• Variation: differences between individuals of the same species
  • Phenotypic variation is caused by both genetic and environmental factors
  • Continuous variation is influenced by genes and environment, resulting in a range of phenotypes between two extremes, e.g. height in humans
  • Discontinuous variation is caused by genes alone and results in a limited number of distinct phenotypes (e.g. you are either blood group O, A, B or AB, nothing else)
  • Mutation: genetic change
  • Gene mutation: a change in the base sequence of DNA
  • Mutation is the way in which new alleles are formed
  • Ionising radiation and some chemicals increase the rate of mutation
  • Mutation is a source of variation e.g. in Down’s syndrome, where a parent’s chromosomes are unevenly distributed in meiosis. In fertilisation, a zygote with a number of chromosomes that is not 46 is created (e.g. 23 + 24). Characteristics: broad forehead, short neck, downward-sloping eyes, short nose and mental retardation.


Sickle Cell Anaemia

  • Disease in which the red blood cell has a sickle shape instead of a round biconcave shape, controlled by a recessive allele, which causes weakness, aching joints and poor circulation.
  • The fact that it is recessive means that a heterozygous person can be a carrier: they have the allele but it is not expressed.
  • Being a carrier of sickle cell anaemia makes you resistant to malaria
  • In equatorial Africa, having sickle cell anaemic causes death. Malaria also causes death. But the carriers have immunity to malaria and have some symptoms of anaemia, in severe cases, they are very weak


Adaptive Features

  • Adaptive feature:
    • inherited feature that helps an organism to survive and reproduce in its environment
    • the inherited functional features of an organism that increase its fitness
  • Fitness: the probability of an organism surviving and reproducing in the environment in which it is found
  • Xerophytes: live in deserts where water is scarce and evaporation is rapid, or in windy habitats. Their features are:
    • Deep roots to reach water far underground
    • Leaves reduced spines with minimum surface area for transpiration
    • Shallow spreading roots to collect occasional rain
    • Rolled leaves, leaf hairs and stomata sunk in pits to trap moist air
    • Waxy leaf cuticle, impermeable water
    • Stomata opening at night and closed at midday when evaporation is highest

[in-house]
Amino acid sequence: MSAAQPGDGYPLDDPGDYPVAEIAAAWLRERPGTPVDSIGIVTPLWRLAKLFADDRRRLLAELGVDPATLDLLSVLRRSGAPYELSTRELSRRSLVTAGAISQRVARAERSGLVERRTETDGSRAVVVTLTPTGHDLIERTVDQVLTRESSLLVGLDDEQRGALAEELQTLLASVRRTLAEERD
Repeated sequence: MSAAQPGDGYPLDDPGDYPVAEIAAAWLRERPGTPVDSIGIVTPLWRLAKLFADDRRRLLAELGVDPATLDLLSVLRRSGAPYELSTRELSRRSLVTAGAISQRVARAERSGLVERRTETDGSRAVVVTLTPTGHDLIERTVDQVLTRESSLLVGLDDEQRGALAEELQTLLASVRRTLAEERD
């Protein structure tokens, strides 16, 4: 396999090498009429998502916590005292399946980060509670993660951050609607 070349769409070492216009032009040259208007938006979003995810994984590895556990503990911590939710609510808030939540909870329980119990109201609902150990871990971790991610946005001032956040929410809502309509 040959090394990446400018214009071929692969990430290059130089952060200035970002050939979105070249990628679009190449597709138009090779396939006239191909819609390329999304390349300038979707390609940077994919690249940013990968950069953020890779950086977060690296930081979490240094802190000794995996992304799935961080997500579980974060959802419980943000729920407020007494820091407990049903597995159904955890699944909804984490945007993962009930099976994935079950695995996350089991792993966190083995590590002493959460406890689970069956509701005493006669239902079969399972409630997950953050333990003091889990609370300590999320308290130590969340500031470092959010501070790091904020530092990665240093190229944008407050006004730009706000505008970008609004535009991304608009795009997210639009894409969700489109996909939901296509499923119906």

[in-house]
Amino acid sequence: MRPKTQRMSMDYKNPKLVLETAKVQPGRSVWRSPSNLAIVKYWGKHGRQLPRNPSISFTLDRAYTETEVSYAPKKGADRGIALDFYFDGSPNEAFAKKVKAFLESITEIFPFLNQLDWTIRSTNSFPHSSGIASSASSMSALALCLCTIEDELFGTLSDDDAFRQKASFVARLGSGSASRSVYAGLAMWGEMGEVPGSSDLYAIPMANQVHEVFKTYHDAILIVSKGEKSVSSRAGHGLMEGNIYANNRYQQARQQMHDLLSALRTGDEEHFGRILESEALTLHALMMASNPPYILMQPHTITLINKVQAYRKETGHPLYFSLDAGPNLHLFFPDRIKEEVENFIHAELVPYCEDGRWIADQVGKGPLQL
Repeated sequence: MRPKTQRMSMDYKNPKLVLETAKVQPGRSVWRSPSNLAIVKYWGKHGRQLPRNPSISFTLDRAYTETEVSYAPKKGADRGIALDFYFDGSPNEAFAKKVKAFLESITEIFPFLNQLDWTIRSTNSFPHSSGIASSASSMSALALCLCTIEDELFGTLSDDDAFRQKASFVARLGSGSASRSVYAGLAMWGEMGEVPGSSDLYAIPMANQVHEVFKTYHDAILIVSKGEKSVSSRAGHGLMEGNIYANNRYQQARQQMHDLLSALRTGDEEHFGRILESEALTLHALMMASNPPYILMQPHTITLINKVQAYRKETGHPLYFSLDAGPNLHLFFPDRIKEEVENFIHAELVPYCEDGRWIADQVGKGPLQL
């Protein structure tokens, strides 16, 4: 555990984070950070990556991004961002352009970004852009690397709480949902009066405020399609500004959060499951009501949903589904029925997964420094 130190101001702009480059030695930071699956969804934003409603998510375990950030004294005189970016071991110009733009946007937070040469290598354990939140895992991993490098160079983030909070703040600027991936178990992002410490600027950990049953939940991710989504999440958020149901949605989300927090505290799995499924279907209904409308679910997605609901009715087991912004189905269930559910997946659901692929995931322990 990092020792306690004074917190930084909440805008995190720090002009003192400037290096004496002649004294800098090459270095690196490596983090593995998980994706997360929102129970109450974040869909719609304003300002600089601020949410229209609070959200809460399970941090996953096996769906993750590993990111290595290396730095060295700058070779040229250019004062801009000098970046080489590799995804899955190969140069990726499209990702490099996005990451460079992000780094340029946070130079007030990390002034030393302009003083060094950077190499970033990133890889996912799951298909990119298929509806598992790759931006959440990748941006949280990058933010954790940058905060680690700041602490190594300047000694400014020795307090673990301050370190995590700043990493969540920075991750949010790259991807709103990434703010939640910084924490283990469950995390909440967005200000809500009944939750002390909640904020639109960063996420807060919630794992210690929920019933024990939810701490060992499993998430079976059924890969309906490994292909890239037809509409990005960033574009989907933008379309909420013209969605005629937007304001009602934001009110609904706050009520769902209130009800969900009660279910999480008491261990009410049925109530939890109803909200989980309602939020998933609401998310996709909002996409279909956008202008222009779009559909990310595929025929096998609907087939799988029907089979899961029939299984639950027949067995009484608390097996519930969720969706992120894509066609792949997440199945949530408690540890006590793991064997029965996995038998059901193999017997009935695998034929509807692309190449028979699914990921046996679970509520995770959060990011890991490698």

• E.g. cactus and marram grass


  • Hydrophytes: live in wholly or partly submerged in water. Their features are:
    • Leaves are highly divided to create large surface area for absorption and photosynthesis
    • Very little cuticle formation
    • Lack of xylem tubes, no stomata underside of leaves
    • Stomata is in the upper surface, has a thick waxy layer to repel water and to keep the stomata open and clear
    • Roots are often reduced and root hairs are often absent


Natural Selection

  • The greater chance of passing on of genes by the best adapted organisms.
  • Variation is natural or random changes in all living organisms.
  • Variation leads to survival of the fittest since the variations in certain organisms allow that organism to have an advantage over the others in its species in that area
  • The surviving organisms reproduce, since they don’t get eaten up, so variation has caused the species to evolve.
  • Evolution is caused by natural selection which is caused by a change in the environment


Artificial Selection

  • Is breeding organisms with valued characteristics together in order to try to produce offspring which shares those useful characteristics (selective breeding).
  • Can be used to produce organisms which are more economically valued
  • For example: cows that produce more milk, wheat that is easier to separate from grain, dogs which have better appearance


  • Selective breeding:
    • Selecting by humans of individuals with desirable features
    • Crossing three individuals to produce the next generation


Resistant Antibiotic

  • Strains of antibiotic-resistant bacteria are developing as the use of antibiotics is increasing.
  • In a group of many bacteria, one might mutate to be resistant to the antibiotic, as a result it reproduces and the others die making a new strain of bacteria, which is resistant to antibiotics.
  • The susceptible (weak) bacteria are killed first
  • Only resistant (strong) bacteria are left

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